Hey you guys,
I was watching Tom Snyder's notorious interview with John Lydon at my dad's apartment the other day. It's featured on the "Punk and New Wave" Tomorrow Show DVD Shout Factory put out not long ago. The DVDs are fascinating in large part because Snyder treats now-venerated giants like Lydon as borderline novelty artists, musical con men peddling facile shock and provocation in lieu of talent or catchy songs. At one point in a panel on New Wave Snyder actually asks his distinguished guests whether Punk and New Wave constitute fads or trends. Note that "a legitimate expression of underclass angst" or "substantive art" weren't offered as options.
The early Public Image Limited-era Lydon interview is all the more jarring for following an embarrassingly sycophantic interview with Alan Carr, the tiny little schlock merchant behind Grease, Rob Lowe dueting with Snow White at the Oscars and the Village People musical Can't Stop the Music, which he was promoting. Snyder performs shameless conversational fellatio on Carr throughout the interview, treating Carr like the second coming of Arthur Freed and Can't Stop The Music as a contemporary 42nd Street.
Then Lydon comes on with Keith Levene and Snyder treats them like homeless people who somehow stumbled into his studio demanding to be interviewed although to be fair Lydon goes out of his way to be an asshole to a host who represents the smug establishment. The tension is thick: Lydon oozes contempt for Snyder and everything Snyder represents. His words drip with sarcasm. His body language is angry and aggressive. There is an exhilarating air of danger and electricity in the air, an invigorating sense that anything could happen: Lydon could spit in Snyder's face or lunge at his throat or simply kill him with words.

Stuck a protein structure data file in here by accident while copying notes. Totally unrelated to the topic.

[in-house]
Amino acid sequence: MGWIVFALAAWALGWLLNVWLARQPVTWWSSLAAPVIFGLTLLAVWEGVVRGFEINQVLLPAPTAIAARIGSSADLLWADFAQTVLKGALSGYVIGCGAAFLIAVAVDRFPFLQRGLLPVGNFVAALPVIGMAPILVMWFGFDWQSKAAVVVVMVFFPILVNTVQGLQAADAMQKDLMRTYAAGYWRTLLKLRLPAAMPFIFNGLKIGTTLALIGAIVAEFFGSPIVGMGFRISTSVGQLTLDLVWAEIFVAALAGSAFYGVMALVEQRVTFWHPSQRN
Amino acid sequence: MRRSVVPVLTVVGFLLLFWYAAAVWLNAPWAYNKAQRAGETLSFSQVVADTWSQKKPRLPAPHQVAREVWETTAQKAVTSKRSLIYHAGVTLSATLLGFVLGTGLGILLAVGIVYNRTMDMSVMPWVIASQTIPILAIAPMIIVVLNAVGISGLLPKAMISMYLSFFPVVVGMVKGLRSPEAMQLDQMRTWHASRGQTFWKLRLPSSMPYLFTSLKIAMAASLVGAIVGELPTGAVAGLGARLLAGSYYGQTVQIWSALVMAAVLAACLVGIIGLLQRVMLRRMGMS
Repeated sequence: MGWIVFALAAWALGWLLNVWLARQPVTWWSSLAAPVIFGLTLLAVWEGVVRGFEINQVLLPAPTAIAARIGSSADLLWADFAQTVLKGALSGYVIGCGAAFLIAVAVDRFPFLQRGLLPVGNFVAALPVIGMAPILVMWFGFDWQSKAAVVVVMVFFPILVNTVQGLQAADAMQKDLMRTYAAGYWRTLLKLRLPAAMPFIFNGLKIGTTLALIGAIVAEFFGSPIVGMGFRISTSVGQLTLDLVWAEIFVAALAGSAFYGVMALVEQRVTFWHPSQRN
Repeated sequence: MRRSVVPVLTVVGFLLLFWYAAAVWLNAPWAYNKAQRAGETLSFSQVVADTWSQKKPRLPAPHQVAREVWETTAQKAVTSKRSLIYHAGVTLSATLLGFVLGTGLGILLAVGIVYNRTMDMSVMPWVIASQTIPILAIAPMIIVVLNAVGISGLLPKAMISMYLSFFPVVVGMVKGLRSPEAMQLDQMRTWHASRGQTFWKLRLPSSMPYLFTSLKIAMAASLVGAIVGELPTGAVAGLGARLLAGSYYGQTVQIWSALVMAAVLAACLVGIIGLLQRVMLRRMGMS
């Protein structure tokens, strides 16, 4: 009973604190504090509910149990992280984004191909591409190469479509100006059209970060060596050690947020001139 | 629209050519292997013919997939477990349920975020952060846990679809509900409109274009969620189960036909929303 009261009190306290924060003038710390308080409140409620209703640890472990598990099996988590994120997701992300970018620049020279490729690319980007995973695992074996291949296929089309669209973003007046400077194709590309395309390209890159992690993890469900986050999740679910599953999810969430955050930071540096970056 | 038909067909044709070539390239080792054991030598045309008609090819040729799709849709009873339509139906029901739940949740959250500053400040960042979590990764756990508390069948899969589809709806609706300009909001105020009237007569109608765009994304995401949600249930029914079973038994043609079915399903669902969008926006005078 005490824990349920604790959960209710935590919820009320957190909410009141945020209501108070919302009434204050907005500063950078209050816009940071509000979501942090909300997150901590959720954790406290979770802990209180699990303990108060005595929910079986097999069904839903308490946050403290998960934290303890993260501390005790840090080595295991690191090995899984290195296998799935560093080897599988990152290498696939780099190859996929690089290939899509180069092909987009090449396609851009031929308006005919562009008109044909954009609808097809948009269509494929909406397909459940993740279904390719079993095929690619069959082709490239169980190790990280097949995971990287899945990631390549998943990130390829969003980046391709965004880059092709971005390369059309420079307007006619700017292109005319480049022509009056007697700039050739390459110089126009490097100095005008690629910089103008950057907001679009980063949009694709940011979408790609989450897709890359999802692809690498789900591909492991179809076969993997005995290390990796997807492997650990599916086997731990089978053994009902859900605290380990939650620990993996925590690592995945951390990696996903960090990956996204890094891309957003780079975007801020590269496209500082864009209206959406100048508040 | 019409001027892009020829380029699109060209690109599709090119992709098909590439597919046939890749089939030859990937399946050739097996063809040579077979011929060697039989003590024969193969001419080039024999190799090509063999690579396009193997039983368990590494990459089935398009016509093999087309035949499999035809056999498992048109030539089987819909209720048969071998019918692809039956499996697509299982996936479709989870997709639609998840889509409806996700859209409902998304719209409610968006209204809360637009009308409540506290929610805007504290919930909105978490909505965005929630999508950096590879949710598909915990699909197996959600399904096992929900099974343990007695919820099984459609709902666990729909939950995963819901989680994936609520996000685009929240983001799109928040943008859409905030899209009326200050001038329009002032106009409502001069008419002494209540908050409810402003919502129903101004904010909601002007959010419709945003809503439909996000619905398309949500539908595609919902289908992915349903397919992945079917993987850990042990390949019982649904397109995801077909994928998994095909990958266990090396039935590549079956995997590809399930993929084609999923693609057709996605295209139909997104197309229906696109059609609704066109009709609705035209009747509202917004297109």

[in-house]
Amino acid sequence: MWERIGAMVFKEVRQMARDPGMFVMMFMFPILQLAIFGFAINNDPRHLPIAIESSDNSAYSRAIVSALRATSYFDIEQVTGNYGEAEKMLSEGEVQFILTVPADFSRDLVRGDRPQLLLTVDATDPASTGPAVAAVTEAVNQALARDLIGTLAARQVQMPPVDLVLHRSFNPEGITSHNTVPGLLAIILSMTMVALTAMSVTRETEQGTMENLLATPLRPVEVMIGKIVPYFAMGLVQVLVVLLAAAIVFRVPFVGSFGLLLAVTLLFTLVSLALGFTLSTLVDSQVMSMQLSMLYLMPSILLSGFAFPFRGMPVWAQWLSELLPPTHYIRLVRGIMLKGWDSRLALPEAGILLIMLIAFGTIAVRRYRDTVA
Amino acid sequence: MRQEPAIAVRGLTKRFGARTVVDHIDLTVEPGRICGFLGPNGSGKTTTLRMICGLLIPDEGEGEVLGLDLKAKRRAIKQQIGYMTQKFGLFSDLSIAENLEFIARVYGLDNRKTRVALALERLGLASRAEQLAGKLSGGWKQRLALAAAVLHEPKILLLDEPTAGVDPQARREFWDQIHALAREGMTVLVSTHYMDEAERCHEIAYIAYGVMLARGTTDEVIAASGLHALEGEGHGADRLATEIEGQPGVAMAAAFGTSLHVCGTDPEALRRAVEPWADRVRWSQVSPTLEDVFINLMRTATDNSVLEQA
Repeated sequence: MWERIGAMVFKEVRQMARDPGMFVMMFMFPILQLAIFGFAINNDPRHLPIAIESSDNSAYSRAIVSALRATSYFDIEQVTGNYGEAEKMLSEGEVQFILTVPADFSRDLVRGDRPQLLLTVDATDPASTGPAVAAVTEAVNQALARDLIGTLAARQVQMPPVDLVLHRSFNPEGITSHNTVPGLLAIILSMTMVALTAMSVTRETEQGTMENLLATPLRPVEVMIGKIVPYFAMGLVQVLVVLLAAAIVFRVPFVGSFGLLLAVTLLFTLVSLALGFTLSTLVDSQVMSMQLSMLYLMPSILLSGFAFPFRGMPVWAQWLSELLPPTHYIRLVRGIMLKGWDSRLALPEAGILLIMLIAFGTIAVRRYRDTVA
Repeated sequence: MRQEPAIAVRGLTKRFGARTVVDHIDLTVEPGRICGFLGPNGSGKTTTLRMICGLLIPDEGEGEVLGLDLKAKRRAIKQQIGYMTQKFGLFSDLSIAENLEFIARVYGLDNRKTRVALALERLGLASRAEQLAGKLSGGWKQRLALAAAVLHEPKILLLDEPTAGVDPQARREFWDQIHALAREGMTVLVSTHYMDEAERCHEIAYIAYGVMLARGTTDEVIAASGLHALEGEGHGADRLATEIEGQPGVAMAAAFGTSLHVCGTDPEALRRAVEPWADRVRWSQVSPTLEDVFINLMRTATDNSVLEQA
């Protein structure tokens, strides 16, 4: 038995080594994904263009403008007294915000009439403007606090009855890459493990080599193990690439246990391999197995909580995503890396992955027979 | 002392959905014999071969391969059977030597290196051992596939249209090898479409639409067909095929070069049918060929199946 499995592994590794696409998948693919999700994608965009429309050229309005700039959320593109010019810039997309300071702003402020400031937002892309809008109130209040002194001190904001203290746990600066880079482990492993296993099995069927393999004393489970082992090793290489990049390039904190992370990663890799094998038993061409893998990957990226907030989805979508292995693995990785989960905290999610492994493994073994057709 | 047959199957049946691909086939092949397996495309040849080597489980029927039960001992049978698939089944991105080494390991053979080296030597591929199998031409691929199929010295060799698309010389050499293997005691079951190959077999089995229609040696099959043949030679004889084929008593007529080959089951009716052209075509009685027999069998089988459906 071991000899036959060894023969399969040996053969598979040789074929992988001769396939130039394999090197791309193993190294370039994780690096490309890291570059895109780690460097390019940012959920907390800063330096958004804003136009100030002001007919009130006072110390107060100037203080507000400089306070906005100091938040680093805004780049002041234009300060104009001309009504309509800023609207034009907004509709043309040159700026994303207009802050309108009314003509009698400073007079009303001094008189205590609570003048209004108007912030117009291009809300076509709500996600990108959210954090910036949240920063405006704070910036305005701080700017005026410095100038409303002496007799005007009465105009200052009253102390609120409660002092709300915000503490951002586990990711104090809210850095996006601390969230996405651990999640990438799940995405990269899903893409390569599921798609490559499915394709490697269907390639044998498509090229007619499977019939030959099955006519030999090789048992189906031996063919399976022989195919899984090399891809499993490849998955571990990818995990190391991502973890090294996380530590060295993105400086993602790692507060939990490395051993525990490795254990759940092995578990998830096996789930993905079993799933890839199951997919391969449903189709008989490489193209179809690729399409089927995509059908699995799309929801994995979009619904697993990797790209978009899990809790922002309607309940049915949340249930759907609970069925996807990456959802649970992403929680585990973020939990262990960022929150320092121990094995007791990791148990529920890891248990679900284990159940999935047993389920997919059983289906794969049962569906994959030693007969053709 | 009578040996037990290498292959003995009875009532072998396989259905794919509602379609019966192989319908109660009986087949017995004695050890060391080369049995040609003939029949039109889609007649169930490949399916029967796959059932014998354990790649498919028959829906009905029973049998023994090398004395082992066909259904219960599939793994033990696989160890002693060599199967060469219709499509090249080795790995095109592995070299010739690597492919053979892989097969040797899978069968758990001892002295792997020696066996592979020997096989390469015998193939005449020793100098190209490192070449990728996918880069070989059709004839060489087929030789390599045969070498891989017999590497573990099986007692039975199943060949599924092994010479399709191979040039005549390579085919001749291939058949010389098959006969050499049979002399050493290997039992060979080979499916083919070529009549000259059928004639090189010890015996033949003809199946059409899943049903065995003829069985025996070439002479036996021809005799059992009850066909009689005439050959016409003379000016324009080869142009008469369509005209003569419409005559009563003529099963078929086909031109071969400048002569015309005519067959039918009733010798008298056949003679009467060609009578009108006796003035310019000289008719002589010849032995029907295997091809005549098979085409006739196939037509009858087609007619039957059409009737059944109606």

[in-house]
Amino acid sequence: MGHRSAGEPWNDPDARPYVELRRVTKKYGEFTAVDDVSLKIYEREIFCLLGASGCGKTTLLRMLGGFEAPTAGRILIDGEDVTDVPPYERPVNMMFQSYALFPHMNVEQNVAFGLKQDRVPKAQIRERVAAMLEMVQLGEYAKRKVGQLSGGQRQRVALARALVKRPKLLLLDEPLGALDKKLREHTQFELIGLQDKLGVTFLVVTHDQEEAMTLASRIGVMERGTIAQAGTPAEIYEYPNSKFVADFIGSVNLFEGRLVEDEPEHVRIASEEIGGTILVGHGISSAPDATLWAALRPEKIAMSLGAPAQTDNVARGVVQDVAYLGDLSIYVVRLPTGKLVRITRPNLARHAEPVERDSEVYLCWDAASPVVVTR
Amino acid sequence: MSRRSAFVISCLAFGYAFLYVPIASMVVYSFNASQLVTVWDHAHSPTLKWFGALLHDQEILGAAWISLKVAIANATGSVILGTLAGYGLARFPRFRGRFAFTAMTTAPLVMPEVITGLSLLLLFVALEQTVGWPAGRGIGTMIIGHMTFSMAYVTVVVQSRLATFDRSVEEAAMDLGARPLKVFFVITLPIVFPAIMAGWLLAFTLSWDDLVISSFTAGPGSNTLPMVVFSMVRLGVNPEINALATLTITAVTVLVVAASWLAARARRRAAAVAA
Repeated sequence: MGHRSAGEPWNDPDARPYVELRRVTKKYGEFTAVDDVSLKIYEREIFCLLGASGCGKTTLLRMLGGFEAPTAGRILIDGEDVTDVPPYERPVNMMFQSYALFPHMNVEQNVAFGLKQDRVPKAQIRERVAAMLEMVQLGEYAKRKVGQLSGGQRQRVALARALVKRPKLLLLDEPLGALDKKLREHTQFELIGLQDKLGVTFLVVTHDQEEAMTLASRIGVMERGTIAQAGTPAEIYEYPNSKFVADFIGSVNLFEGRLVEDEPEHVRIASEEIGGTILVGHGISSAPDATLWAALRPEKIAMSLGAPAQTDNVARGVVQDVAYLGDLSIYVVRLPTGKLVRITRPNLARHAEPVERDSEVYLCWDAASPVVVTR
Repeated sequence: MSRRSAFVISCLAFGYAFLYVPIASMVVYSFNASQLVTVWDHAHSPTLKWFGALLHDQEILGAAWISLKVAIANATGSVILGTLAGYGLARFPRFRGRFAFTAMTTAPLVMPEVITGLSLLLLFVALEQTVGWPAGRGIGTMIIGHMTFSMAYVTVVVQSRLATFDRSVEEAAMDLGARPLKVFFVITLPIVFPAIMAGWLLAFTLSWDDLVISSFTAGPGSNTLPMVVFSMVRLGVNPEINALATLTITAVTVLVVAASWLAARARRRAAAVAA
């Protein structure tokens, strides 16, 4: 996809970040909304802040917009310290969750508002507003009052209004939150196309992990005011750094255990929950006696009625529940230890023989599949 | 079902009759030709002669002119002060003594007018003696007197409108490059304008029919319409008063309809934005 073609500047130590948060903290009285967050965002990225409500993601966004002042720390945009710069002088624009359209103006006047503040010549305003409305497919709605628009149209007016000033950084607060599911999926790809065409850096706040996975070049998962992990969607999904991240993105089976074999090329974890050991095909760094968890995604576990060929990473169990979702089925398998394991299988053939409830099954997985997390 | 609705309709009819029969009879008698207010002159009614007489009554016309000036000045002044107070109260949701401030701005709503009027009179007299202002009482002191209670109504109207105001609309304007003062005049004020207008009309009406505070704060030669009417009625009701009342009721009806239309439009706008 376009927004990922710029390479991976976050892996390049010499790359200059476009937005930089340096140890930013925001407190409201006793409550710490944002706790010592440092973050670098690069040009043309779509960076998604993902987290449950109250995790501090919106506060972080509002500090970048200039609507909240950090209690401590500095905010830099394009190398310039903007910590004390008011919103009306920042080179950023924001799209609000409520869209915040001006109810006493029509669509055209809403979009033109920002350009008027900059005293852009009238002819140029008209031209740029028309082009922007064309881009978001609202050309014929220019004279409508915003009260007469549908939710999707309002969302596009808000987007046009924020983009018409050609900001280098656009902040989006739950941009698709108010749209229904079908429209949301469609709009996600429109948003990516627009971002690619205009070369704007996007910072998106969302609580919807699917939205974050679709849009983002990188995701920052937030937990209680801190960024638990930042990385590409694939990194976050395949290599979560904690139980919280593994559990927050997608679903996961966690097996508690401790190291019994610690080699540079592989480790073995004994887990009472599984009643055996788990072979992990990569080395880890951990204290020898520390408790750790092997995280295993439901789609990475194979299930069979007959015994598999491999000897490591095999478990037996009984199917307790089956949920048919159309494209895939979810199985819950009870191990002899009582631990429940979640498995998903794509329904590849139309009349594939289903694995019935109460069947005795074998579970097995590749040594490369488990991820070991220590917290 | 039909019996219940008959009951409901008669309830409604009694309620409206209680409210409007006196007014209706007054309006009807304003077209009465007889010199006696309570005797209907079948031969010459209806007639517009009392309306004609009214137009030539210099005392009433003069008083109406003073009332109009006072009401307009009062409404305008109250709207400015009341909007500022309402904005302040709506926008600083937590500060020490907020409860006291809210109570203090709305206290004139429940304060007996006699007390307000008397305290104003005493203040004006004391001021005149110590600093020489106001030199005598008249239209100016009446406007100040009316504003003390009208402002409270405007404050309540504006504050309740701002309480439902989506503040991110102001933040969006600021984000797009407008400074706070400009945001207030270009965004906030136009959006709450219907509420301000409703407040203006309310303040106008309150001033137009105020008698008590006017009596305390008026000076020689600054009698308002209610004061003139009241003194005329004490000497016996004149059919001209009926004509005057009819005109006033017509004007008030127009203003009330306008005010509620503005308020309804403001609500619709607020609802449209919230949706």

My dad viewed Lydon the same way Snyder did: as a belligerent hoodlum with nothing worthwhile to contribute to music or art. It was clearly a generational thing: to me Lydon is a hero and a seminal artist. To my dad and Snyder he was just a juvenile delinquent with no social graces and a record deal.
This made me think about how the transgressive artists I relate to most, the Sex Pistols and The Clash and NWA, are all either dead or old men trading more on the glory of the past than the promise of the future. They went from being angry threats to the social order to safe, canonical figures, from sneering at the bourgeoisie to being a treasured, respected part of pop music history.
This made me feel old. I couldn't help but think about how the ostensibly edgy or dangerous acts that followed all struck me as gimmicky and fake, not unlike the way my dad and Tom Snyder saw Lydon. Prodigy just seemed like Lydon vocals + pummeling electronic beats. 50 Cent just seems like a mumbly 2Pac wannabe (boy he devolved into lazy, complacent self-caricature pretty quickly, didn't he?) Marilyn Manson = David Bowie + Alice Cooper. I can't recall the last time I listened to an Eminem album for non-work reasons.
So here's my question for you, dear reader. Do we revere people like NWA or The Sex Pistols in no small part because history has codified them as important, relevant, seminal artists? How big a role does nostalgia and hindsight play in determining what we hold dear to our hearts and what we dismiss as empty shock? Will future generations revere 50 Cent the way we admire Notorious B.I.G or 2Pac? Will our children marvel that we don't consider Fallout Boy major artists? Will we look like Snyder-like Neanderthals to our kids? Who do you consider Lydon's legitimate heirs in antagonizing parents and liberating kids? Can't we all just not get along?